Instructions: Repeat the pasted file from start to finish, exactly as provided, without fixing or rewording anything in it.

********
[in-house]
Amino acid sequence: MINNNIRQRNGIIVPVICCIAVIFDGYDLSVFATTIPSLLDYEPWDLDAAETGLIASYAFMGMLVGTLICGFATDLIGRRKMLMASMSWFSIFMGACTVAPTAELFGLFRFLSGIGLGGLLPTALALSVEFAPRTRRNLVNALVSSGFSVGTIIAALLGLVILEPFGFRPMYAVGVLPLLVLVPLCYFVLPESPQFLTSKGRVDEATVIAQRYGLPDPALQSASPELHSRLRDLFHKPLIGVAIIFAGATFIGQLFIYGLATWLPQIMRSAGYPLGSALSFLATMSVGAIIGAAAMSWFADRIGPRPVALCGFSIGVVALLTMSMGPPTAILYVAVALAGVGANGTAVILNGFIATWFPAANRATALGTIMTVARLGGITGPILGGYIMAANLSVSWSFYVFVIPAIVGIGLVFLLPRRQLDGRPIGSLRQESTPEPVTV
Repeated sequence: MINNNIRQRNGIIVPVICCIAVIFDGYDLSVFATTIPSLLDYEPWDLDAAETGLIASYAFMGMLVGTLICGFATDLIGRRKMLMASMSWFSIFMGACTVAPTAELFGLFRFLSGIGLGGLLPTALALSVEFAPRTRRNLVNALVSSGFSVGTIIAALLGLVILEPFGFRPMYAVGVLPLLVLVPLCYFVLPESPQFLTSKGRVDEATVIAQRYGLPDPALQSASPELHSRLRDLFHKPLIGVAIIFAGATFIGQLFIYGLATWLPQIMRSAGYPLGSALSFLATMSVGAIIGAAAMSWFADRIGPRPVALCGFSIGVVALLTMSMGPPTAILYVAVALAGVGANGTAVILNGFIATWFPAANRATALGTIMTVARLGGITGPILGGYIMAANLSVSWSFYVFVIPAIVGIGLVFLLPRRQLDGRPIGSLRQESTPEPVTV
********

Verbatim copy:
[in-house]
Amino acid sequence: MINNNIRQRNGIIVPVICCIAVIFDGYDLSVFATTIPSLLDYEPWDLDAAETGLIASYAFMGMLVGTLICGFATDLIGRRKMLMASMSWFSIFMGACTVAPTAELFGLFRFLSGIGLGGLLPTALALSVEFAPRTRRNLVNALVSSGFSVGTIIAALLGLVILEPFGFRPMYAVGVLPLLVLVPLCYFVLPESPQFLTSKGRVDEATVIAQRYGLPDPALQSASPELHSRLRDLFHKPLIGVAIIFAGATFIGQLFIYGLATWLPQIMRSAGYPLGSALSFLATMSVGAIIGAAAMSWFADRIGPRPVALCGFSIGVVALLTMSMGPPTAILYVAVALAGVGANGTAVILNGFIATWFPAANRATALGTIMTVARLGGITGPILGGYIMAANLSVSWSFYVFVIPAIVGIGLVFLLPRRQLDGRPIGSLRQESTPEPVTV
Repeated sequence: MINNNIRQRNGIIVPVICCIAVIFDGYDLSVFATTIPSLLDYEPWDLDAAETGLIASYAFMGMLVGTLICGFATDLIGRRKMLMASMSWFSIFMGACTVAPTAELFGLFRFLSGIGLGGLLPTALALSVEFAPRTRRNLVNALVSSGFSVGTIIAALLGLVILEPFGFRPMYAVGVLPLLVLVPLCYFVLPESPQFLTSKGRVDEATVIAQRYGLPDPALQSASPELHSRLRDLFHKPLIGVAIIFAGATFIGQLFIYGLATWLPQIMRSAGYPLGSALSFLATMSVGAIIGAAAMSWFADRIGPRPVALCGFSIGVVALLTMSMGPPTAILYVAVALAGVGANGTAVILNGFIATWFPAANRATALGTIMTVARLGGITGPILGGYIMAANLSVSWSFYVFVIPAIVGIGLVFLLPRRQLDGRPIGSLRQESTPEPVTV